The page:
My biggest fear with a full-on Roth reunion (new album ‘n all), is that the band would regress back to the more one-dimensional, party rock vibe that they did nearly exclusively during the Roth era. I love all periods of the band, but they didn’t exactly grow that much with Roth at the helm – who always compensated for his so-so vocal range and limited lyrical abilities with his over-the-top persona and wild stage antics. I feared that, though Roth’s vocals remain in surprisingly good shape, anything “new” the band does with him would seem trite and lightweight compared to the leaps and bounds the band achieved with Hagar (though they only did four albums with him, no two sound identical). It should be noted, however, that a relatively modern, forward-thinking Van Halen with Roth did exist to some extent, in the two songs they cut for 1996’s Best Of Volume I release. (“Can’t Get This Stuff No More” was largely forgettable, but “Me Wise Magic” was a winner.) Despite Roth back at the mic, musically the songs still sounded like a natural progression from their previous album Balance.
And so after being shrouded in secrecy, Van Halen 4.0’s new album, A Different Kind of Truth, is suddenly right around the corner (Feb. 7), but so far, the two songs I’ve heard have done nothing to absolve my fears:
When Stallone announced that he was actually going through with a sixth Rocky movie, people rightfully laughed their asses off. After all, Rocky-as-an-old-man jokes had been around since the mid-80s (“I hear in the next one he fights Alzheimer’s! Har har har”) – and yet, twenty years on, it was actually happening. Critics and Rocky fans alike had every right to feel skeptical, not least of all because by 2006, Stallone’s career was in the direct-to-DVD shitter (Eye See You, anyone?) and bringing Rocky back after 16 years of hibernation just seemed like a last ditch effort for Stallone to stay relevant and on the big screen. As it turned out, 16 years was the right amount of time Stallone needed to bring his saga to the proper conclusion Rocky V just couldn’t provide.
Rocky V (sorta) had the right idea, but the wrong execution. In order to appreciate anything about it, one has to first step back and realize how thoroughly preposterous the series had gotten, no matter how entertaining it was. Rocky had become an age-defying boxing superhero, and almost a completely different person than that scrappy underdog of the first film. Rocky V tries to recapture the spirit of the original by sending Rocko back to his Philly roots, but unfortunately it happens via an idiotic plot contrivance that involves hapless brother-in-law Paulie losing the Balboa family fortune to a shady accountant. It’s a simple but hackneyed way of trying to make Rocky the underdog again, as if robbing him of his wealth will make him more likeable. The ridiculousness doesn’t stop there: Rocky & Co. return home from Russia (this one picks up immediately after Rocky IV), only Rocky’s son has inexplicably aged five years since they left him home in the last one, and is now played by Sage Stallone, Sly’s son. What, did they stay in Russia for five years? Even worse, Rocky now has mild brain damage as a result of the Drago fight, and has to immediately retire. At first this seems like an excuse to change up the plot and keep him out of the ring (and it is), but it also becomes apparent that it’s an excuse to have Rocky once again act like the lovable but loopy buffoon he was in the first one. The whole setup smacks of desperation; surely there could have been more plausible and less dramatic ways of taking the character back down a notch or two, but then again these movies have never been too concerned with plausibility.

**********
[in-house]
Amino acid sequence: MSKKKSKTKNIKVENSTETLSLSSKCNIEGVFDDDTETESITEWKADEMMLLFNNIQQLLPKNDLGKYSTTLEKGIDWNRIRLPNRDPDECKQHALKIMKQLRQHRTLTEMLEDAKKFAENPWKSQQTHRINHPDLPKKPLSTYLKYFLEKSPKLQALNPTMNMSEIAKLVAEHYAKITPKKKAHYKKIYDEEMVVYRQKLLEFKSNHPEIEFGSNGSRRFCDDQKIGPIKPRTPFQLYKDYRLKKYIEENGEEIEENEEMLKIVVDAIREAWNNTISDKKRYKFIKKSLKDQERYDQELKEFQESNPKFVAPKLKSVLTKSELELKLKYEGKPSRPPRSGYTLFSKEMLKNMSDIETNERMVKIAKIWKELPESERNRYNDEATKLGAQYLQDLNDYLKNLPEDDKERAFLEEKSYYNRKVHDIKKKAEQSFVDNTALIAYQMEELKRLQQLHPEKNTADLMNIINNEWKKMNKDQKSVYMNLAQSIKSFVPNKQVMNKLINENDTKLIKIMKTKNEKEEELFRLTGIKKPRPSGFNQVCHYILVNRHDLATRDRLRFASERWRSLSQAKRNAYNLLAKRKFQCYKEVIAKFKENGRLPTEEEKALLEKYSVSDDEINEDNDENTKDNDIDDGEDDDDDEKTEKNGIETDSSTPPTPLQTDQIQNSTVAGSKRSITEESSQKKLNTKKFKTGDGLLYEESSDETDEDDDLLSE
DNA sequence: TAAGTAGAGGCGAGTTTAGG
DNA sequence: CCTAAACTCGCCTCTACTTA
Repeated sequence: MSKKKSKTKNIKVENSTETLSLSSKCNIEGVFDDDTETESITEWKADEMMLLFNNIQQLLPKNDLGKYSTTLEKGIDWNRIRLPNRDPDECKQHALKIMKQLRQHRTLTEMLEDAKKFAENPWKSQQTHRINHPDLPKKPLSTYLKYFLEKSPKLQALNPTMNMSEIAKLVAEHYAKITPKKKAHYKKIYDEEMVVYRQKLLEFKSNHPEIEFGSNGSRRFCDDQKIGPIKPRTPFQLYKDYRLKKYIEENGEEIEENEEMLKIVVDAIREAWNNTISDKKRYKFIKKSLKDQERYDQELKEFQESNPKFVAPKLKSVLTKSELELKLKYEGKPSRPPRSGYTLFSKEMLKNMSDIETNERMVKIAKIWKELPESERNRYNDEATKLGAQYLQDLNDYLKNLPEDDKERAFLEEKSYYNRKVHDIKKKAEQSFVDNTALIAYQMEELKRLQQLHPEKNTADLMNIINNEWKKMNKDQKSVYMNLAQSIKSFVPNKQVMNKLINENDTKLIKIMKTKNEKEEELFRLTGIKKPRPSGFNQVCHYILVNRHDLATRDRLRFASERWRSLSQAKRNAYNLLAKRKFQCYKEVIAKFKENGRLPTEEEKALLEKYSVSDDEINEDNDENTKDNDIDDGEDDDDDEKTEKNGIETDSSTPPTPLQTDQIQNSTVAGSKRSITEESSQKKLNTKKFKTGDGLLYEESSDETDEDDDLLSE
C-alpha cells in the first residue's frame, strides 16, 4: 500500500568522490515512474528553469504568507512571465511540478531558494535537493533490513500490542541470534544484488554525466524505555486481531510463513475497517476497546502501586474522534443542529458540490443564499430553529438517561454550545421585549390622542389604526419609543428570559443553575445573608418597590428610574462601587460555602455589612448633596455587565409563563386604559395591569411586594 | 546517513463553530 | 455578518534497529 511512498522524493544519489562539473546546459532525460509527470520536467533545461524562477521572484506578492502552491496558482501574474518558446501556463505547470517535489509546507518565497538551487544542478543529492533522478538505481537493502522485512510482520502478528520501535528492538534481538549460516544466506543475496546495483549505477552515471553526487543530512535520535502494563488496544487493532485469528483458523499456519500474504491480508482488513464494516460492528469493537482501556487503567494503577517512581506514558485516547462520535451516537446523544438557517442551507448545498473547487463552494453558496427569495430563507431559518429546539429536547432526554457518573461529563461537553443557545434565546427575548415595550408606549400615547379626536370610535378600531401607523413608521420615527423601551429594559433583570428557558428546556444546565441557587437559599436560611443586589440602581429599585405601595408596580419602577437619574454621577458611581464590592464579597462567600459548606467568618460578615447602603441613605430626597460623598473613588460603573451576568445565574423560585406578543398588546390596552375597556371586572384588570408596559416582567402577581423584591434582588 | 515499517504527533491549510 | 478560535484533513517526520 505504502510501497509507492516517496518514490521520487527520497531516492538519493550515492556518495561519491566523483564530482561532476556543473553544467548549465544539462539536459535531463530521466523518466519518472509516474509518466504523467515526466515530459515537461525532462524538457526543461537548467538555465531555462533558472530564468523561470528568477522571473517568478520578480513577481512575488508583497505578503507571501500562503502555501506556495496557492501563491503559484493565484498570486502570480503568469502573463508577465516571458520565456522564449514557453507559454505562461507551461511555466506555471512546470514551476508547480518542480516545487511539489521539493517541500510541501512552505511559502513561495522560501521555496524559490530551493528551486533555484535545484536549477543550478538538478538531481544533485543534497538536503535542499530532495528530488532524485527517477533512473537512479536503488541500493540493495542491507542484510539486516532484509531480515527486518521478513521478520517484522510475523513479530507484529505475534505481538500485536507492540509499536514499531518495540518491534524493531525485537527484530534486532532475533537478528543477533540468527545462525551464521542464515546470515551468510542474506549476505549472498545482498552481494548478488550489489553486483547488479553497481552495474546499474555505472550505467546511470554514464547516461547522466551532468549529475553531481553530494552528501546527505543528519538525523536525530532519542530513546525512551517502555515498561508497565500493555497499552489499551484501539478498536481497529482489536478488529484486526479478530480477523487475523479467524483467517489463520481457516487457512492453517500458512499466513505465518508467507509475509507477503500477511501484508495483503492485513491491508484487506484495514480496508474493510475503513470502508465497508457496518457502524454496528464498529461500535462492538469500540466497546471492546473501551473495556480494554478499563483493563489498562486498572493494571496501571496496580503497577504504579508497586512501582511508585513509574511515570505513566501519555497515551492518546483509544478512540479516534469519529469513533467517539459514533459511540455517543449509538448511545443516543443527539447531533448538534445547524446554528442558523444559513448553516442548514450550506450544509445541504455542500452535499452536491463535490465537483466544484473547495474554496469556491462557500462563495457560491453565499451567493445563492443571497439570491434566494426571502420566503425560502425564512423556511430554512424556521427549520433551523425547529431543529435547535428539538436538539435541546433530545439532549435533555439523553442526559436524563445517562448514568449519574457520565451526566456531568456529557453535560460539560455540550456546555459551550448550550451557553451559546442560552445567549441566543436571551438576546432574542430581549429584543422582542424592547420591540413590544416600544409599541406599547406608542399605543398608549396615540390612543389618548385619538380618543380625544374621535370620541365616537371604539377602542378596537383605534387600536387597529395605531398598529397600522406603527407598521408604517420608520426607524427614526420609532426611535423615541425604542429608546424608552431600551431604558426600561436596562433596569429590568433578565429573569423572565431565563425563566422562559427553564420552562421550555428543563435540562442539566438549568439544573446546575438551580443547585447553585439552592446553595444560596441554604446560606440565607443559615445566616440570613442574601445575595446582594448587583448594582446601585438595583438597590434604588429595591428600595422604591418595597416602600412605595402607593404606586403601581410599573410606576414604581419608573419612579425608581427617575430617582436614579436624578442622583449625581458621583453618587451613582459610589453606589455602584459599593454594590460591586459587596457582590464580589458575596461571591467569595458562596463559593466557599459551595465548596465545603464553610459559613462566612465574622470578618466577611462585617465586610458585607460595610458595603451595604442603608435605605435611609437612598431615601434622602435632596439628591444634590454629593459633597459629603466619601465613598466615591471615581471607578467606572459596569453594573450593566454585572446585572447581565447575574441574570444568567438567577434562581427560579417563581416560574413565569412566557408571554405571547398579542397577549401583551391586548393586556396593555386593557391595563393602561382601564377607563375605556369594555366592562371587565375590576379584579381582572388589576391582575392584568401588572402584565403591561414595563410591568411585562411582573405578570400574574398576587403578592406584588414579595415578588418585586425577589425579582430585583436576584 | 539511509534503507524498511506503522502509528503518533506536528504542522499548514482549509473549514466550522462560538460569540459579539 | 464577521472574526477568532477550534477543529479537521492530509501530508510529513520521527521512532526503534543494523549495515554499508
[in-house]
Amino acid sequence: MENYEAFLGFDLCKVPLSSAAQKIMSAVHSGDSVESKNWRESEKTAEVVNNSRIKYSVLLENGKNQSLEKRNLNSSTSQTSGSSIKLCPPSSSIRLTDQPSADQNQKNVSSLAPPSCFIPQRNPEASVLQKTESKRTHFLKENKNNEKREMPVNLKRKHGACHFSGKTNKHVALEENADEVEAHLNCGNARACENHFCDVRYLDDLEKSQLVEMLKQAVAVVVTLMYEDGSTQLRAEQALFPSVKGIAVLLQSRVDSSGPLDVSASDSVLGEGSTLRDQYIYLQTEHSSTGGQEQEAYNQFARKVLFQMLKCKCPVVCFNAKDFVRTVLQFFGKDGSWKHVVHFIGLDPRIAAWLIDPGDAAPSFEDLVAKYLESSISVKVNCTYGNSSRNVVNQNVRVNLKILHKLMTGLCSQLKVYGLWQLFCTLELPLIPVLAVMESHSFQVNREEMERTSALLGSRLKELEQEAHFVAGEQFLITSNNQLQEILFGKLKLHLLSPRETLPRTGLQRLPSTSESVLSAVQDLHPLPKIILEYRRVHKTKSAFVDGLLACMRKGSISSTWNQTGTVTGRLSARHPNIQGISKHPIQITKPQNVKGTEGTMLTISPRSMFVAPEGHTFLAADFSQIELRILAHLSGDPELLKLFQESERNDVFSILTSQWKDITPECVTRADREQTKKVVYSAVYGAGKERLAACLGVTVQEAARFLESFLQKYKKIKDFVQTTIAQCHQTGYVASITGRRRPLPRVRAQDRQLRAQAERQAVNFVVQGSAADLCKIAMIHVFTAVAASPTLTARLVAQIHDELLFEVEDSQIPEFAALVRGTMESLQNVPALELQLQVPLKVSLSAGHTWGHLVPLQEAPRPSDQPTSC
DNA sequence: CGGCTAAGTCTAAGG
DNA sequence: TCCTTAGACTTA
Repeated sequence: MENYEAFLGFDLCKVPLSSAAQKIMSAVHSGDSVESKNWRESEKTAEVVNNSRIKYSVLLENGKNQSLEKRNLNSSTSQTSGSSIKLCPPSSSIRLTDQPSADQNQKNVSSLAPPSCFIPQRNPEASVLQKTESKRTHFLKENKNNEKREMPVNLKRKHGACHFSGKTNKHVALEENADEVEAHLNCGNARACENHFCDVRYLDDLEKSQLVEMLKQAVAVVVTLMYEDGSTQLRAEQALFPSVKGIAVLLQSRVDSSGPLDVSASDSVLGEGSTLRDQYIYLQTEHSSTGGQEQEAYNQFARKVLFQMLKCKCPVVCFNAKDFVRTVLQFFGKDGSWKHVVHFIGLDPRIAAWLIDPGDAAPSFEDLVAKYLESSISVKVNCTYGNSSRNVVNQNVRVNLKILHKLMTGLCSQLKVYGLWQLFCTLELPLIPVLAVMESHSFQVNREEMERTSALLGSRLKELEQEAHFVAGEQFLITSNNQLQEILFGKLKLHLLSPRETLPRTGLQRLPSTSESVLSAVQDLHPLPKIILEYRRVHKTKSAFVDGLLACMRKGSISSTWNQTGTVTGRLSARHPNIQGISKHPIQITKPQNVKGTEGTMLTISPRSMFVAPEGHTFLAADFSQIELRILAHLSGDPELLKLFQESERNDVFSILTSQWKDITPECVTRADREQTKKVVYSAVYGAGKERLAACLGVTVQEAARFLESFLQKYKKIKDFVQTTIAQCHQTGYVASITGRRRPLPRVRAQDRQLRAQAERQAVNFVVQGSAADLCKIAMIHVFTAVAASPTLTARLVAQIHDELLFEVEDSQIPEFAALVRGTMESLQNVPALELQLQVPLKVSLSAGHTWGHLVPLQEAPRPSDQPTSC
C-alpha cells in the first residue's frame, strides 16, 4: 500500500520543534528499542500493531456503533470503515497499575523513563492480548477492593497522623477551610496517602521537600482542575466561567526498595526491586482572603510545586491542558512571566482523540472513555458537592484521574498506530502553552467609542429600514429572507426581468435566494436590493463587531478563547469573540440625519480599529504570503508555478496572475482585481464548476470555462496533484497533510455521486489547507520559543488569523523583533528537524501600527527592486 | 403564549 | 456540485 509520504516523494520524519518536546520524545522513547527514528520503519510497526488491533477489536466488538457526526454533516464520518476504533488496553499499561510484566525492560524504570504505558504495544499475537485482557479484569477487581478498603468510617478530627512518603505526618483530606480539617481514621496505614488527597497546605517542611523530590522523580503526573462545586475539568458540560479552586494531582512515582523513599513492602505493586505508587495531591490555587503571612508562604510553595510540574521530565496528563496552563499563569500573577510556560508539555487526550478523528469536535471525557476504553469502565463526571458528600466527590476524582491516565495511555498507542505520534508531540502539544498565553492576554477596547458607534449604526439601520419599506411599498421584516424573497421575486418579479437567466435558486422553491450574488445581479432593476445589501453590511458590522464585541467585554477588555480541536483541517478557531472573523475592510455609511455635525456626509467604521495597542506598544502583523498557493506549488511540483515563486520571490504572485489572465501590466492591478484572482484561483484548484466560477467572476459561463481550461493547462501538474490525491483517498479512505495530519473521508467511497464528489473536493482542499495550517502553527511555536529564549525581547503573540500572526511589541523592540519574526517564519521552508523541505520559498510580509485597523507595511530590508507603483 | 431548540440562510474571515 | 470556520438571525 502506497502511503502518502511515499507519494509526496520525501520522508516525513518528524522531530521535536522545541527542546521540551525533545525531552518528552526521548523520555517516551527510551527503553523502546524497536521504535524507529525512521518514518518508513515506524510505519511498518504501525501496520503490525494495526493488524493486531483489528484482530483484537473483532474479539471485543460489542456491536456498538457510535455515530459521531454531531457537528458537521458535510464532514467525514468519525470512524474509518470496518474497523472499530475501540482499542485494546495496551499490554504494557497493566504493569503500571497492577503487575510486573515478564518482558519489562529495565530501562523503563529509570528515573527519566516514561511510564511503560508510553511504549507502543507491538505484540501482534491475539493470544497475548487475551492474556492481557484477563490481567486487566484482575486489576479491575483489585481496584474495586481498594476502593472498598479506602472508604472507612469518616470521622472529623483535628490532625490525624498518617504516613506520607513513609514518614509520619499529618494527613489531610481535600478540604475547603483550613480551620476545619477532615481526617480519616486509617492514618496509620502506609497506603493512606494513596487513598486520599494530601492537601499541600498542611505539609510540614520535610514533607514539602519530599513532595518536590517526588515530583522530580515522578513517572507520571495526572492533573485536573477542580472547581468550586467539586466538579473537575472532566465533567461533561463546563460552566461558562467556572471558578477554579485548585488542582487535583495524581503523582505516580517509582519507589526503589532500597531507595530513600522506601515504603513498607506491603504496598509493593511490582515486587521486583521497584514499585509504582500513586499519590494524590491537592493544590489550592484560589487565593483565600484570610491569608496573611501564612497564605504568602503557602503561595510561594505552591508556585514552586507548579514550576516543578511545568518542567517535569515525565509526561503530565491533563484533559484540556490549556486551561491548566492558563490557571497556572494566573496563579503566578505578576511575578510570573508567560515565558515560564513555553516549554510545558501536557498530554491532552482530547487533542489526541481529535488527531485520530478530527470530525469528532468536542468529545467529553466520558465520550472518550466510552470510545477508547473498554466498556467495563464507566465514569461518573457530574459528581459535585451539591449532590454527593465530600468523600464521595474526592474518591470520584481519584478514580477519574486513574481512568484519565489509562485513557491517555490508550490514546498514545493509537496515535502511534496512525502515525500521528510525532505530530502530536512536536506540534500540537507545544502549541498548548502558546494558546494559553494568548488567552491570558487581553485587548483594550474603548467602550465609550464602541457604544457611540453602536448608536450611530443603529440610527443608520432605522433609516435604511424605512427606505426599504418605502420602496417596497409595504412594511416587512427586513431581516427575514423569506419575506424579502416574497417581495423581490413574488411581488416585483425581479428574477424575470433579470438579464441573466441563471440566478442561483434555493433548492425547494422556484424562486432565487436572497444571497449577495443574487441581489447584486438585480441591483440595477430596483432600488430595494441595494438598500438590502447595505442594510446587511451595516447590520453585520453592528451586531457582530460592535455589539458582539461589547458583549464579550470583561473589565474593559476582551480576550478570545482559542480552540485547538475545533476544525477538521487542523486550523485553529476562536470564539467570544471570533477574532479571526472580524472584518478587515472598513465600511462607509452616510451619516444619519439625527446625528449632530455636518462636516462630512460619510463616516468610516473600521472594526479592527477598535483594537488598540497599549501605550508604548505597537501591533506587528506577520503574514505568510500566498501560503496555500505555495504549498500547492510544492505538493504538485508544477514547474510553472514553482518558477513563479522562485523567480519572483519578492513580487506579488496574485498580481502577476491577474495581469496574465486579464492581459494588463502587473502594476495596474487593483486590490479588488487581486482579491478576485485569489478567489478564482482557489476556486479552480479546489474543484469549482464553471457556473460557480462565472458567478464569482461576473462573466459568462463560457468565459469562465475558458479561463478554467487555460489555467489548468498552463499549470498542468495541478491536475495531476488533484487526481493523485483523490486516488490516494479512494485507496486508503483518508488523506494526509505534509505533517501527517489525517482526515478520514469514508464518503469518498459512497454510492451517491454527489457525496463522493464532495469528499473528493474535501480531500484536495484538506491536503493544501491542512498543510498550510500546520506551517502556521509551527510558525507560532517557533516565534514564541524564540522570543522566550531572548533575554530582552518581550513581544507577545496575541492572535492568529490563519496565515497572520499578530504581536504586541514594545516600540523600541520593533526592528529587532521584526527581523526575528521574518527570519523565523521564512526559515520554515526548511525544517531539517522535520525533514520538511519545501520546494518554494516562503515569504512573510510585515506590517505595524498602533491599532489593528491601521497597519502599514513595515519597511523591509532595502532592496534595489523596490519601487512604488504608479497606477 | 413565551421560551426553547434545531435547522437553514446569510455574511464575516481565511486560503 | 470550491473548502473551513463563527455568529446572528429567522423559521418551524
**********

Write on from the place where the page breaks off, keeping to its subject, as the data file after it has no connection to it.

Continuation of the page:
Rocky IV is, in some ways, the polar opposite of the original Rocky. Yet behind the original, it’s arguably the second most popular (often neck-and-neck, I’d say, with Rocky III). Some might argue that it’s the most superfluous of all the Rocky sequels; instead of advancing the character like previous sequels did, this is merely another “adventure” for him – much like how most of the Bond movies are just another adventure for 007. It’s certainly the leanest of all the Rocky movies; if you strip away the opening (which, like Rocky II‘s opening, recaps the previous movie’s ending), the multiple montages, and James Brown’s performance, the movie’s like an hour long. Supporting players (Adrian, Paulie, Apollo), though present, mostly fall by the wayside, and are reduced to caricatures: Adrian the worried but supportive wife, Paulie the perpetually complaining comic relief, etc. It’s all about Rocky’s quest to (once again) overcome the odds as he faces a new opponent, and there doesn’t seem to be much need for anything else. Like I said, by this point it’s like a Bond film, or a comic book: a new villain, a new challenge. And the entertainment value is through the roof.